LATAM Confirms Plans To Relaunch 787 Sydney Flights Via Auckland

LATAM Airlines Group is hoping to relaunch its iconic Santiago-Auckland-Sidney route during 2022’s first quarter, the airline confirmed Simple Flying today. This flight has been suspended since 2020 due to the impact of the COVID-19 pandemic and the travel restrictions worldwide. Nevertheless, there could be a date in sight to relaunch it.

LATAM wants to reactivate its routes to Auckland and Sydney next year. Photo: Vincenzo Pace | Simple Flying

The iconic route

In 2019, LATAM Airlines Group had two destinations in Australia and one in New Zealand. The airline operated the routes Santiago de Chile-Auckland-Sydney, Santiago de Chile-Sydney, and Santiago de Chile-Melbourne, offering 36,091 seats per month.

LATAM used its Boeing 787-8 fleet to connect with Melbourne and the bigger 787-9 to Auckland and Sydney. Simple Flying reviewed LATAM’s business class between Sydney and Auckland in 2019.

Prior to the COVID-19 pandemic, Air New Zealand and Qantas also flew between Oceania and South America. Air New Zealand connected Auckland with Buenos Aires using its B777-200/200ER fleet; Qantas flew between Sydney and Santiago with its Boeing 747-400 fleet. Nowadays, there are zero scheduled commercial flights between both regions, although Qantas did operate its largest flight ever between Buenos Aires and Darwin last week.

Both regions have had some of the strictest travel restrictions worldwide, which hasn’t helped either to restore the connectivity. Nevertheless, LATAM expects things will change shortly.

LATAM B787
LATAM will use the Boeing 787-9 in these routes. Photo: Vincenzo Pace | Simple Flying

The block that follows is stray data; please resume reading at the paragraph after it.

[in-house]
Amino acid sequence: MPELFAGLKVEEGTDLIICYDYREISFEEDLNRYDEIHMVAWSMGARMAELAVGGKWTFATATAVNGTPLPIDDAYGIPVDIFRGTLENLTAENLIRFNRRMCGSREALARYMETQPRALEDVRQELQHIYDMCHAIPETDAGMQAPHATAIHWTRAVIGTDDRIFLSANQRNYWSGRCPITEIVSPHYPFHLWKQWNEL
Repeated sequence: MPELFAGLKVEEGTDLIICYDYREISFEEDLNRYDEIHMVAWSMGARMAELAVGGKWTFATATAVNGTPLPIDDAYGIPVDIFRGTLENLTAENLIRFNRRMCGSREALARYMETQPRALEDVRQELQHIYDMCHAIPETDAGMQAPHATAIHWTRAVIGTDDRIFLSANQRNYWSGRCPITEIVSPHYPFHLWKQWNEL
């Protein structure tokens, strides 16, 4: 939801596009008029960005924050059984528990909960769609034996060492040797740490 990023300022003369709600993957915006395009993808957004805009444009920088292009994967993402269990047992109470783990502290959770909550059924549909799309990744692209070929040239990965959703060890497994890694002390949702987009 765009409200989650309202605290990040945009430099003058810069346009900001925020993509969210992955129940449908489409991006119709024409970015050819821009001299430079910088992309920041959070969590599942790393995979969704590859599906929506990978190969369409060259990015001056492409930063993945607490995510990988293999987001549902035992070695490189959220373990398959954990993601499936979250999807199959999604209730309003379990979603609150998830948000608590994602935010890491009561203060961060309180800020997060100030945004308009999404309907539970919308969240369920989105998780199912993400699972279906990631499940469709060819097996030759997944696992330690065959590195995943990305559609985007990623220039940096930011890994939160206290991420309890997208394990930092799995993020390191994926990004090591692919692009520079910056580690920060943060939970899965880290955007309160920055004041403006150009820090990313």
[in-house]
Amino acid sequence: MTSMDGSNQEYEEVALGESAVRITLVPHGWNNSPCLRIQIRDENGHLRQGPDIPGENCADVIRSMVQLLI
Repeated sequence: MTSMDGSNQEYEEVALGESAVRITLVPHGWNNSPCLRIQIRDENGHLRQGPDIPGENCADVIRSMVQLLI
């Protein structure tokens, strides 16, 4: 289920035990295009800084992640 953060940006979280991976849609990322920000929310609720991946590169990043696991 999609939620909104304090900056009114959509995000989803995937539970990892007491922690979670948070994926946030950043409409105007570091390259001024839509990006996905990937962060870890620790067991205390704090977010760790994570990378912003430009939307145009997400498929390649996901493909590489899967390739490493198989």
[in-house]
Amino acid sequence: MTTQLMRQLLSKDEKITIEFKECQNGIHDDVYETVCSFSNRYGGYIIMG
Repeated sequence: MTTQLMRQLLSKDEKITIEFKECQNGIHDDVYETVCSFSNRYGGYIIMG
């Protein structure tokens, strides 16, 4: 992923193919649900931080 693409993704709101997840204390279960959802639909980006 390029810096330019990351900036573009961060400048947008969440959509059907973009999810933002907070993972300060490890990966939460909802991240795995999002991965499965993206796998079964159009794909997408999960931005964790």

Relaunching the route

Today, LATAM sources confirmed Simple Flying that restoring the routes to Auckland and Sydney is a possibility. The route to Melbourne is still suspended, and there’s no date in sight yet.

At the earliest, LATAM would reactivate the route from March 1, 2022, with three weekly flights using its B787-9 fleet. Then, it could increase to six flights per week by the end of March.

LATAM is very interested in restoring its connectivity to New Zealand and Australia, as it was a unique market. Moreover, the airline also has invested in acquiring slots at these hubs, so it should have a strong incentive to keep on flying these routes.

Nevertheless, many things can still go wrong between today and that date. The airline sources did point out that travel restrictions have to be eased on both sides, and the pandemic has to continue its downwards trajectory before an official announcement can be made.

LATAM Confirms Plans To Relaunch 787 Sydney Flights Via Auckland
LATAM is currently offering 846 flights to international destinations not in Latin America and the Caribbean. Photo: Vincenzo Pace | Simple Flying

How’s LATAM international connectivity?

In October 2021, LATAM Airlines Group is offering 846 flights to international destinations not in Latin America and the Caribbean.

The carrier (currently under Chapter 11) has a capacity of 224,206 seats in these routes. LATAM has 19 international routes not to Latin America and the Caribbean, mainly to the US.

A couple of years ago, LATAM offered 1,483 monthly flights, including destinations like Johannesburg (from Sao Paulo) and Sydney. LATAM Airlines Group still has to recover 43% of its pre-pandemic capacity and 17 routes, according to stats by Cirium.

According to its latest projections, the South American carrier expects to recover its international long-haul connectivity by 2024 fully. Due to the impact of the COVID-19 pandemic, LATAM has reshaped and resized its long-haul fleet. It has converted quite a few Boeing 767-300ERs into freighters, rejected the leases of its Airbus A350 fleet, and sent some Boeing 787 Dreamliners from Chile to Brazil (to fill the gap left by the exit of the A350).

Would you want to travel onboard LATAM’s Santiago-Auckland-Sydney route? Let us know in the comments below.

Source : Simple Flying More